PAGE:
Methods detecting rhythmic gene expression are biologically relevant only for strong signal

Details

Serval ID
serval:BIB_C090B1967D37
Type
Article: article from journal or magazin.
Collection
Publications
Title
Methods detecting rhythmic gene expression are biologically relevant only for strong signal
Journal
PLOS Computational Biology
Author(s)
Laloum David, Robinson-Rechavi Marc
Publication state
Published
Issued date
03/2020
Volume
16
Number
3
Pages
1-23
Language
english
Abstract
Author summary To be active, genes have to be transcribed to RNA. For some genes, the transcription rate follows a circadian rhythm with a periodicity of approximately 24 hours; we call these genes “rhythmic”. In this study, we compared methods designed to detect rhythmic genes in gene expression data. The data are measures of the number of RNA molecules for each gene, given at several time-points, usually spaced 2 to 4 hours, over one or several periods of 24 hours. There are many such methods, but it is not known which ones work best to detect genes whose rhythmic expression is biologically functional. We compared these methods using a reference group of evolutionarily conserved rhythmic genes. We compared data from baboon, mouse, rat, zebrafish, fly, and mosquitoes. Surprisingly, no method was particularly effective. Furthermore, we found that only very strong rhythmic signals were relevant with each method. More precisely, when we use a usual cut-off to define rhythmic genes, the group of genes considered as rhythmic contains many genes whose rhythmicity cannot be confirmed to be biologically relevant. We also show that rhythmic genes mainly contain highly expressed genes. Finally, based on our results, we provide recommendations on which methods to use and how, and suggestions for future experimental designs.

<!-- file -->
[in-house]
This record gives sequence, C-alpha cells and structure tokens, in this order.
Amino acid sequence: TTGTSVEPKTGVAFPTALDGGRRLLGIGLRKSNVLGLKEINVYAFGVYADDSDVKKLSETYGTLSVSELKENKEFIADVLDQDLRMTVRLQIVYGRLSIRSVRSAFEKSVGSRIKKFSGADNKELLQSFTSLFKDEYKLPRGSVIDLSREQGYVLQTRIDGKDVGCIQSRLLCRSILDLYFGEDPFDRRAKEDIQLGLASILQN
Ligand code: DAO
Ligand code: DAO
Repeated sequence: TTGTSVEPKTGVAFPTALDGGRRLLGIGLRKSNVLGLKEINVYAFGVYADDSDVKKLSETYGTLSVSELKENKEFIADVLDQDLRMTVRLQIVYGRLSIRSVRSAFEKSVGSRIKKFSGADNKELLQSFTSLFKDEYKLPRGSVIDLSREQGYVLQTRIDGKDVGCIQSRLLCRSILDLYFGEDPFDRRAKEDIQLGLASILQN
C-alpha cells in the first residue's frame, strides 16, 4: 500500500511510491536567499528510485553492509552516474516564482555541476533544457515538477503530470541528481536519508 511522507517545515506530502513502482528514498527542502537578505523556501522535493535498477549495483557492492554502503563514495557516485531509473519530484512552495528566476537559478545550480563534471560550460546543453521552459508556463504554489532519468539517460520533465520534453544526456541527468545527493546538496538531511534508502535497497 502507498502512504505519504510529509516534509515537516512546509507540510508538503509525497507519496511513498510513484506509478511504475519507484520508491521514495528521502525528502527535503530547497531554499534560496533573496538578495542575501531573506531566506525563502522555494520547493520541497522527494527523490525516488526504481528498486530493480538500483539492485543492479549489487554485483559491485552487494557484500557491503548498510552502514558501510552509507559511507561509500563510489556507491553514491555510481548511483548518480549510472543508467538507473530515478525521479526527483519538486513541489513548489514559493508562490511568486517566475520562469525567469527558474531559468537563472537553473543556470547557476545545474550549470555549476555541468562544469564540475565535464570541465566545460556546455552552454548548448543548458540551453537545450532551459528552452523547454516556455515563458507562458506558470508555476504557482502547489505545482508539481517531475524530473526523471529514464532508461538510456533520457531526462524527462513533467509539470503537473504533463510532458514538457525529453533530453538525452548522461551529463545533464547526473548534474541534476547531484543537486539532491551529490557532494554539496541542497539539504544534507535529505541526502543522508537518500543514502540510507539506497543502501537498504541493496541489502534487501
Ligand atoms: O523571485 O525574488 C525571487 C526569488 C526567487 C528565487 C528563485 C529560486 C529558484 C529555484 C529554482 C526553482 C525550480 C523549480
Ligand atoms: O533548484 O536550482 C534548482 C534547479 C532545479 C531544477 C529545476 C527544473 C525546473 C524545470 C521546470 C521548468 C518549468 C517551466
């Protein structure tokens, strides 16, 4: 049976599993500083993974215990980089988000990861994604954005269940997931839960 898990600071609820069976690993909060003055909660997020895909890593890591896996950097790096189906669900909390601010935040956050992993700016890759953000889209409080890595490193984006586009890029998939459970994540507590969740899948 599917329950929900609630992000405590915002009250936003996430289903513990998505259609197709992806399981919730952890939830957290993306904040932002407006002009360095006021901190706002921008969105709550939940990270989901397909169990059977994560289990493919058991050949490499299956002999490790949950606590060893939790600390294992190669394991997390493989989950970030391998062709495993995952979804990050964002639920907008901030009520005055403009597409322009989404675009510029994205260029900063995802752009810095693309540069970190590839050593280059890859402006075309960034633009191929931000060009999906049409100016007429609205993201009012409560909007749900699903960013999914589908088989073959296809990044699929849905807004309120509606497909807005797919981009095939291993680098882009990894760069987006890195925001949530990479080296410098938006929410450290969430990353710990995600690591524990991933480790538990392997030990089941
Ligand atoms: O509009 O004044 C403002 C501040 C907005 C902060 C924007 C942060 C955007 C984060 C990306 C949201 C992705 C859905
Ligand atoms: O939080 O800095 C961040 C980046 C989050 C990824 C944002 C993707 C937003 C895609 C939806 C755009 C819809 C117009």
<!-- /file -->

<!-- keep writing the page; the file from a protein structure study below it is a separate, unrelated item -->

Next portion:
Open Access
Yes
Create date
23/04/2020 9:57
Last modification date
29/05/2020 6:19
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